Schools Expect Too Much of Working Parents

While balancing work and family life is never a simple task, it often seems that public schools add to the problem. A few weeks ago, for instance, the school nurse rang me up: My 8-year-old daughter had a headache. Could I come by the school with some Tylenol?

Due to school policy the school nurse couldn’t administer one of the most widely used, over-the-counter drugs in the world—meaning I needed to table my work and visit the school to help give my daughter a tablespoon of basic medicine.

The week before that, our school closed its doors for the day for teacher training, throwing a different wrench into my schedule. My wife and I struggled to find childcare for our daughters.

For most working parents, the difficult juggling between work schedules and school schedules is typical. School days that end mid-afternoon, frequent closings, and strict medical policies make life for many parents a heart-wrenching balancing act. But it may be taking a greater toll than many people realize.

In a new report I wrote with my colleagues at the Center for American Progress, we found that, over the course of a school year, districts close their doors for 29 weekdays on average—far more than the number of days most working parents have in paid vacation and holidays. That’s the equivalent of six full weeks of school, and these figures do not include summer vacation, early dismissals or unexpected closings due to bad weather.

This misalignment between school schedules and work schedules creates tremendous costs for parents, their children, and the economy. In fact, misaligned school schedules could be costing the U.S. economy a staggering $55 billion in lost productivity each year.

The reasons for many school closings are questionable at best. For example, in Lancaster County, Pennsylvania, most schools close on the opening day of deer hunting season, something that clearly has nothing to do with academic outcomes.

Meanwhile, some school policies force parents to jump through seemingly impossible hoops. In Duval County, Florida, for example, parents or guardians are expected to pick up their child from school within 60 minutes of being notified that their child has a headache or fever.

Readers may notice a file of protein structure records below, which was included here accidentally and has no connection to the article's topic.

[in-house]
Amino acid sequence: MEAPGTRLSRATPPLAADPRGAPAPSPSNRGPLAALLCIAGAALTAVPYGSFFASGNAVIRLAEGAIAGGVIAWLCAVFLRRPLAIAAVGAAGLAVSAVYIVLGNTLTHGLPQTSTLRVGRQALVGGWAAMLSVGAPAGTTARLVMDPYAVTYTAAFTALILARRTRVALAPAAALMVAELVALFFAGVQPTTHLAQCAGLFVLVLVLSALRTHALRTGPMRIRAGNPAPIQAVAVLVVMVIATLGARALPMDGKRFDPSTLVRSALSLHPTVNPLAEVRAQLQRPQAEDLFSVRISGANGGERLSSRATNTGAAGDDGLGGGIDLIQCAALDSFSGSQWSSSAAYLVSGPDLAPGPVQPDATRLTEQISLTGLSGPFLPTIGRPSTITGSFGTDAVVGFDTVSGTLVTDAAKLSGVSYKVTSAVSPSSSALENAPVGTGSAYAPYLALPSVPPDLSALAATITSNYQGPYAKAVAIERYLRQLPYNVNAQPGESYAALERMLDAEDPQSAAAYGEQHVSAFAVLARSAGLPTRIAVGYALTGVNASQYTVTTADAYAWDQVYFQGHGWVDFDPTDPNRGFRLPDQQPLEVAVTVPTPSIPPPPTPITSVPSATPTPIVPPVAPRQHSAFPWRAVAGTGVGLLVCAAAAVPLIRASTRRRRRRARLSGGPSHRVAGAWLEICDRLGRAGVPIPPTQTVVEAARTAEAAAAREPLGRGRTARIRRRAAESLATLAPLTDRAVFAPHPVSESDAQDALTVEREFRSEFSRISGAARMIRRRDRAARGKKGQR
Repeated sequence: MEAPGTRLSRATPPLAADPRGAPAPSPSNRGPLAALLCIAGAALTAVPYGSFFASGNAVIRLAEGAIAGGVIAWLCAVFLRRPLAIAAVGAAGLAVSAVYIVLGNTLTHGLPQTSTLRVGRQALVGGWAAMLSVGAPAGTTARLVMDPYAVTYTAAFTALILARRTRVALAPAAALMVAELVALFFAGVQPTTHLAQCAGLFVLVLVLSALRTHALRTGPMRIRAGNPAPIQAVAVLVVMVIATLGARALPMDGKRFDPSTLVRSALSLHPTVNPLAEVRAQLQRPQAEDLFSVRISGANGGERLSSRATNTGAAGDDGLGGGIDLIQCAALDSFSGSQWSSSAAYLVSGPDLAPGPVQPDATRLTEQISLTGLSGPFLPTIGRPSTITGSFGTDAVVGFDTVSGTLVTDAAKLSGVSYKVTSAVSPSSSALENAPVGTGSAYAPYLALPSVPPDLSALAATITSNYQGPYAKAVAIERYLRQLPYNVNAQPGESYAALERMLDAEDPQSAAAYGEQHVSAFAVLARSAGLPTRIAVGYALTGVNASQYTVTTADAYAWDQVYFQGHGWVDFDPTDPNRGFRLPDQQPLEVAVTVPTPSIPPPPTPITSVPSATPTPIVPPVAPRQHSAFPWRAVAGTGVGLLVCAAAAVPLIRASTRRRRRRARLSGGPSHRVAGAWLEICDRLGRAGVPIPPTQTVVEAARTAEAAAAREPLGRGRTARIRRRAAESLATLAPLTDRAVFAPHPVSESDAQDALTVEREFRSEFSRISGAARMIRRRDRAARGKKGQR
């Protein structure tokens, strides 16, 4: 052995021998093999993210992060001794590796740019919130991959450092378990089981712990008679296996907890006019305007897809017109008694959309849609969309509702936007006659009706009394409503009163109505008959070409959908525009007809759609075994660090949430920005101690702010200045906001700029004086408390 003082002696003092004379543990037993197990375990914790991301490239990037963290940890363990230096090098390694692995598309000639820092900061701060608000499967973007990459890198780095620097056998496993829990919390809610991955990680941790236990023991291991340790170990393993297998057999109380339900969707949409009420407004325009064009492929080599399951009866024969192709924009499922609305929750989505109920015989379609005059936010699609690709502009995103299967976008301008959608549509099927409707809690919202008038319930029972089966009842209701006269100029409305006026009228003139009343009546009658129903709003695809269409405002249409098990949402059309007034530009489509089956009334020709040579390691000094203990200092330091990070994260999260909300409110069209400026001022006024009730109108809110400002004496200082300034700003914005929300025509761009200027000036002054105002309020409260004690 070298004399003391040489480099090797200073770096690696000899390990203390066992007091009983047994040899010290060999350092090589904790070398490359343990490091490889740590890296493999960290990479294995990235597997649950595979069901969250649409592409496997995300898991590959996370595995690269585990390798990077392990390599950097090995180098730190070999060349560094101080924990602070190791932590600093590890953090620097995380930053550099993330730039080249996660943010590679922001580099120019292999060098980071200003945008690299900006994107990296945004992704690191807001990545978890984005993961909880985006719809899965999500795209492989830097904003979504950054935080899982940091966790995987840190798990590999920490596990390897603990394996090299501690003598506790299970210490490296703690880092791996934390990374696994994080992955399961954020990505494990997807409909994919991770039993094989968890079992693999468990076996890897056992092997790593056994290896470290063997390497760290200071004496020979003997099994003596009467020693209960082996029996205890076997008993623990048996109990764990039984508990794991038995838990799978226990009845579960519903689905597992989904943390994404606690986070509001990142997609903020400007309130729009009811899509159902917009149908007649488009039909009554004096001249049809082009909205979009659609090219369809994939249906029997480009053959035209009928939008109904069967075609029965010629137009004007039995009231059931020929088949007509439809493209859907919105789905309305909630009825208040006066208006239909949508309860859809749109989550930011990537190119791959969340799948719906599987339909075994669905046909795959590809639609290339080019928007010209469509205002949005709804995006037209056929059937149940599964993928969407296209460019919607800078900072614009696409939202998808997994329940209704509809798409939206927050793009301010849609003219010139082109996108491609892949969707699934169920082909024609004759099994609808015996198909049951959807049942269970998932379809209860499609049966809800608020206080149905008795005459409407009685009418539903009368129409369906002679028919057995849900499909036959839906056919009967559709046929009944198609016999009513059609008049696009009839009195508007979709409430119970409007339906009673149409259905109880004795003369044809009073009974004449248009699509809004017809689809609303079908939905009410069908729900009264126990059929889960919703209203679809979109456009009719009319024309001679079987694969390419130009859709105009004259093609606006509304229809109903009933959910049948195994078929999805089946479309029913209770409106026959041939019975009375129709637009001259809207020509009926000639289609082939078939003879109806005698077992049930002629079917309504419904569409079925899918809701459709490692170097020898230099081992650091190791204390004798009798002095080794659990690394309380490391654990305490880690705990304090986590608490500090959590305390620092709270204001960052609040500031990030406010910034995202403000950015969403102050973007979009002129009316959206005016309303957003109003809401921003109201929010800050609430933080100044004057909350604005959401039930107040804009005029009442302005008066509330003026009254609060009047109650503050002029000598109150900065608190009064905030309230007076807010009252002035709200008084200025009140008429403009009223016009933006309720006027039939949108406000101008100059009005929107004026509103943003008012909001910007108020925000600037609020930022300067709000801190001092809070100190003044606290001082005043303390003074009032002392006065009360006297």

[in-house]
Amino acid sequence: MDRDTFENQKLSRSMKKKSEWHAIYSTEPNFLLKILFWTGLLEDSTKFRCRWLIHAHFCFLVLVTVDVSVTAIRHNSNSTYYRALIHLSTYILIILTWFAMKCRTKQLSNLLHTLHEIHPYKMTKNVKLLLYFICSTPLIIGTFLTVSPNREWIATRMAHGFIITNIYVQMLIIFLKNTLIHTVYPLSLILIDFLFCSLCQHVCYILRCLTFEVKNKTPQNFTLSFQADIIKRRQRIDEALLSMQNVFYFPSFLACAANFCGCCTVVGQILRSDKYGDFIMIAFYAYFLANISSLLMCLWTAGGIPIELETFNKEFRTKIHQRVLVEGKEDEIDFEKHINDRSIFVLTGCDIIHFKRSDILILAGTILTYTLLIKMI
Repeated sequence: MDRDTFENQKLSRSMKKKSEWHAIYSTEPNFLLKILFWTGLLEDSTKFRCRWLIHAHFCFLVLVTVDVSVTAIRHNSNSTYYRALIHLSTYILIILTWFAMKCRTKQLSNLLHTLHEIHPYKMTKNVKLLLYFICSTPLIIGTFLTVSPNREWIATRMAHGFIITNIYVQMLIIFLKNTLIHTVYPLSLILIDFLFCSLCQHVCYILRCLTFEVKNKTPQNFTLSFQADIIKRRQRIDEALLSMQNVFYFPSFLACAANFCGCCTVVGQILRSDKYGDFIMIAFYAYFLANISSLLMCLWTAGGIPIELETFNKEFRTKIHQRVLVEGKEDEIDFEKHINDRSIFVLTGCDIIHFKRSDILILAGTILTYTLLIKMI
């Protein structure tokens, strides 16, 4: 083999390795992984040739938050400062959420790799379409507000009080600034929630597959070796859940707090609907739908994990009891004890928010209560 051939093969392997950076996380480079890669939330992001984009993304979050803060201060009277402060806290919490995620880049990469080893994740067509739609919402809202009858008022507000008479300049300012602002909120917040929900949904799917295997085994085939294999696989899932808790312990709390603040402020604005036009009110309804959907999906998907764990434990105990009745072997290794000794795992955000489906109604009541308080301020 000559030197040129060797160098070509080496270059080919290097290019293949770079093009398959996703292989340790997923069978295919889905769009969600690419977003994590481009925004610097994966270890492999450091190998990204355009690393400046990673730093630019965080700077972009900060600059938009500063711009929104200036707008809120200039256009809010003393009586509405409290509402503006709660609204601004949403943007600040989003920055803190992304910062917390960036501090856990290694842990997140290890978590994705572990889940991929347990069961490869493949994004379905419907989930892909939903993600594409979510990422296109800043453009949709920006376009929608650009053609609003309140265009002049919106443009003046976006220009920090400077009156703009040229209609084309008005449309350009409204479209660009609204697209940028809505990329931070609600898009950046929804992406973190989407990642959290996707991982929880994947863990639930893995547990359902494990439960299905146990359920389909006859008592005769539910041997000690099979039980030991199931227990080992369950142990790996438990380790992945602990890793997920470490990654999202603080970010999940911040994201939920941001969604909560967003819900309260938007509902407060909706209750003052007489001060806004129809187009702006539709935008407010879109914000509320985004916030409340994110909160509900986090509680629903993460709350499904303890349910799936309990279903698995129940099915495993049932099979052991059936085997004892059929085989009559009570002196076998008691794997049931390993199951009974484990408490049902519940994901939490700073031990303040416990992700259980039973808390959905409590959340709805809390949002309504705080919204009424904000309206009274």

To a large degree, it often feels like school districts simply assume that one parent is always on call to attend to their child whenever school closes, is delayed, or even during a non-emergency like my daughter’s headache.

But this doesn’t reflect the realities of the modern family. There are more parents working full time than ever, and many of them don’t have flexible schedules. In fact, nearly half of all workers – part-time and full-time – report having no flexibility in their work schedules.

While poorly aligned school schedules affect all families, perhaps the greatest burden falls on low-income households. Low-income families often have little control over their work schedules, and they’re far more likely to work irregular, on-call, split, or rotating shift times. At the same time, these workers are less likely to easily afford the sky-high costs of child care, which exceeds college costs in many areas.

Fortunately, there are ways that schools can help lessen the burden on working parents. A number of schools around the country have extended their school day or year in a cost-effective manner. For instance, many schools are partnering with volunteer organizations – such as AmeriCorps and Citizen Schools – to bring on extra staff at little to no cost to help lengthen the school day. Other schools, such as the high-performing Brooklyn Generation High School in New York City, reduce costs by staggering teacher schedules.

Some schools are also rethinking the way in which they connect with parents. For instance, some school districts – like in Mason, Kentucky – are implementing parent-teacher home visits. So instead of scheduling parent-teacher conferences in the middle of the work day, teachers meet with parents in the family’s home. Other alternatives to school-based conferences include the use of online platforms such as Skype.